Scientists have developed methods to more accurately predict the course that two common types of cancer are likely to take. They have devised ways to forecast whether breast cancer will spread. They have also found ways to determine who has colon cancer or who is at risk of getting it. The findings employ new technology that detects molecular markers in cancer.
First, the breast cancer study.
U.S. and Dutch scientists say their new genetic screening technique could take much of the mystery out of predicting whether a breast cancer tumor will spread to other parts of the body.
The disease spreads differently in different patients. The researchers report in the journal "Nature" they have found a specific pattern of genes in aggressive tumors that spread quickly.
Netherlands Cancer Institute researcher Laura van't Veer and U.S. colleagues found the pattern by analyzing genes in 78 breast cancer tumors from women and correlating them with their later outcomes. "By looking at the gene activity pattern of 25,000 genes, we found that 70 genes could foretell whether a woman had a high chance to develop a distant metastasis, or whether there was a high chance that the disease would not come back," she says.
The scientists have created a breast cancer tumor gene classification system they say can predict whether secondary tumors will appear with an 80 percent accuracy.
Current diagnostic tools are much worse predictors. Therefore, many patients receive toxic follow-up treatments for potential tumor spread when they don't need them. Cambridge University cancer specialist Carlos Caldas says the gene profiling method, if confirmed in larger studies, would better target only those who need the additional therapy. "This represents effectively the first step towards individualized cancer treatment," he says. "By that, I mean that you'll give patients treatment based on the genes that are expressed in their cancer."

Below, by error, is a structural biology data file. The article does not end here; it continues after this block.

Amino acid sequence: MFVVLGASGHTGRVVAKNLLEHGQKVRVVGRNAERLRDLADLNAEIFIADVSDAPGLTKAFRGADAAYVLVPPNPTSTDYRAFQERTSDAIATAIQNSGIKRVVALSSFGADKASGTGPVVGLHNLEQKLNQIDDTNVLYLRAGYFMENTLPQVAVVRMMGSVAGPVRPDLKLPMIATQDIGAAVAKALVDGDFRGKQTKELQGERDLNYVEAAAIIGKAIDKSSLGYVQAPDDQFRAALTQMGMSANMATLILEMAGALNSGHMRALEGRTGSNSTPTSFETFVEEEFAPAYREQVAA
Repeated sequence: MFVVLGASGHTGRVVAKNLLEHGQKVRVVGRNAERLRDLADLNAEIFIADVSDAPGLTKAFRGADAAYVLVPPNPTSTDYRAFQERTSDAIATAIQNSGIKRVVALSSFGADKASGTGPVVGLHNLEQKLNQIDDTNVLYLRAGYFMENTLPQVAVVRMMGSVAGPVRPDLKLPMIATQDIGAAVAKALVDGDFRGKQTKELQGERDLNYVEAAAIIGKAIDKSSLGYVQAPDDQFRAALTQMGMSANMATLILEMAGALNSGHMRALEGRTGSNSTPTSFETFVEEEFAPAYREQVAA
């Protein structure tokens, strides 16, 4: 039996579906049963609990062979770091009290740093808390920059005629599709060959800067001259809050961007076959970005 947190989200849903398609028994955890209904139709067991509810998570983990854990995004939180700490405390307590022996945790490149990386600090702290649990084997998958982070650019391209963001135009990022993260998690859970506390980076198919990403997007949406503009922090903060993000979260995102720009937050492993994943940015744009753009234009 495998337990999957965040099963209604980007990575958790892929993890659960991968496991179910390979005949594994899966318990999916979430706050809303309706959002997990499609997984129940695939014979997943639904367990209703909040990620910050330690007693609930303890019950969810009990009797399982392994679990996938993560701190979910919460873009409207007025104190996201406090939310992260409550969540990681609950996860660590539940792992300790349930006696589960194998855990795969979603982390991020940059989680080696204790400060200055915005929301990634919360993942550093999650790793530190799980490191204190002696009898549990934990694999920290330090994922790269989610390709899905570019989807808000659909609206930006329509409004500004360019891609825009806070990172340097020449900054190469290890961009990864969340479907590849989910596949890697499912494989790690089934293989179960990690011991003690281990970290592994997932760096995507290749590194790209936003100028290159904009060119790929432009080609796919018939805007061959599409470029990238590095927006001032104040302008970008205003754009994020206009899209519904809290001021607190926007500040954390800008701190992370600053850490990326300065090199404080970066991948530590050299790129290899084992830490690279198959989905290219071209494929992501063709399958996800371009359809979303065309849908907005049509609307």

Dr. Caldas notes that genetic profiling is not limited to breast cancer. Massachusetts researchers recently reported a similar system to predict the outcome of the most common type of childhood brain tumor. Michigan doctors have found genetic markers for prostate cancer prognosis. "I have no reason to believe that this will not be able to be applied to all cancers," he says.
In another study, in the New England Journal of Medicine, researchers at the Johns Hopkins University in Baltimore report a reliable, noninvasive genetic test to detect colon cancer at its earliest, curable stages. It analyzes stool samples for the presence of known genetic mutations in the cancer.
Johns Hopkins scientist Giovanni Traverso says the test is a more comfortable alternative to current methods, such as the colonoscopy. "The general population generally does not request the appropriate screening," he says. "The reason why people aren't getting tested is that the current tests available are quite invasive. All of these tests that do exist are very effective. What we have done is basically provide another option."
Analyzing 74 stool samples, the researchers detected the telltale genetic mutation in 61 percent of those with early colon cancer, half of those with precancerous lesions, and none in those who were disease free.
Mr. Traverso says the new test should detect a high percentage of people developing colon cancer, although people at higher than normal risk should still have the more reliable colonoscopy.
Both the colon cancer and breast cancer tests are the result of the cancer research revolution. The head of the American Society of Clinical Oncology, Dr. Charles Balch, says new methods can identify and target the underlying molecules that promote the disease. "We often make the diagnosis and plan our treatment using molecular markers, including the ability to specifically diagnose which cancer genes are present and their products that now reveal unique aspects of vulnerability that can drive our treatment," he says.
Dr. Balch says such precision makes cancer diagnosis and treatment more specific and reliable than older methods.